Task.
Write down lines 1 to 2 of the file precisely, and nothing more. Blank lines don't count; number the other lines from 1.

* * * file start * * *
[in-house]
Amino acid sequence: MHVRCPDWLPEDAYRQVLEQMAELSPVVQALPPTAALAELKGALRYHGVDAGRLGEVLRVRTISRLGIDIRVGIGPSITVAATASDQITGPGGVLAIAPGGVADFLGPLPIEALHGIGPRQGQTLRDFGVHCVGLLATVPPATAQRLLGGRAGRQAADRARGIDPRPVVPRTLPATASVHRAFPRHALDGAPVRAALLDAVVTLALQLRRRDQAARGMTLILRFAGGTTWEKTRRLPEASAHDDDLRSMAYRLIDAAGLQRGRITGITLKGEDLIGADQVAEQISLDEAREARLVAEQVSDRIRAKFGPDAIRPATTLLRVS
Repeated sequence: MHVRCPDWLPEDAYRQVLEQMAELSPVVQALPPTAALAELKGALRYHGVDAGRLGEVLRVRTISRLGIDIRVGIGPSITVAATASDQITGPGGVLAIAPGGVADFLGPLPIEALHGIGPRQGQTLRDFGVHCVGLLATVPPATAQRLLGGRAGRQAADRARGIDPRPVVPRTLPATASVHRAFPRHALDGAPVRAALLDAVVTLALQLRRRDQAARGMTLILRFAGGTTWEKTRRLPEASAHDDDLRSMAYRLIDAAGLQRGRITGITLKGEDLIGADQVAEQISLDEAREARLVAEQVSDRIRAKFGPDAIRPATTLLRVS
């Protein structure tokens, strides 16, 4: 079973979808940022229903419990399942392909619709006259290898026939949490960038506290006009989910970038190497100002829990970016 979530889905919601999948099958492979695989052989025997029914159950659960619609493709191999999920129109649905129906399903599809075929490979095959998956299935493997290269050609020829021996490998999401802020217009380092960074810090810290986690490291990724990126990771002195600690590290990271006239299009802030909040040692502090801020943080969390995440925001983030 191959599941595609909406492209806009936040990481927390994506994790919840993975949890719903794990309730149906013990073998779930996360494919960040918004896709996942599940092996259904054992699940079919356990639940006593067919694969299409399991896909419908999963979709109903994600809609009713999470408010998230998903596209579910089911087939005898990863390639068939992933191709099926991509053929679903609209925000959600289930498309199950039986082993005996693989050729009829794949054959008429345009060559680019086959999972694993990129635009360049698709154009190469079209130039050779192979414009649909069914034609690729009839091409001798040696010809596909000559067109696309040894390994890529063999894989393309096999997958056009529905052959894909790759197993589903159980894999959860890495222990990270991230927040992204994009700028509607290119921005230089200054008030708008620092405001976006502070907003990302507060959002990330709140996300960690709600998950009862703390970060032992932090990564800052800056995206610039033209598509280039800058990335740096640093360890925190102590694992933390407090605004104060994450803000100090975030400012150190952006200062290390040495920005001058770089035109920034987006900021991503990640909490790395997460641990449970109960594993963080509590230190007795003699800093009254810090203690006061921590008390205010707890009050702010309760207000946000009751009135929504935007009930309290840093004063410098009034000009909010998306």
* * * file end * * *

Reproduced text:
[in-house]
Amino acid sequence: MHVRCPDWLPEDAYRQVLEQMAELSPVVQALPPTAALAELKGALRYHGVDAGRLGEVLRVRTISRLGIDIRVGIGPSITVAATASDQITGPGGVLAIAPGGVADFLGPLPIEALHGIGPRQGQTLRDFGVHCVGLLATVPPATAQRLLGGRAGRQAADRARGIDPRPVVPRTLPATASVHRAFPRHALDGAPVRAALLDAVVTLALQLRRRDQAARGMTLILRFAGGTTWEKTRRLPEASAHDDDLRSMAYRLIDAAGLQRGRITGITLKGEDLIGADQVAEQISLDEAREARLVAEQVSDRIRAKFGPDAIRPATTLLRVS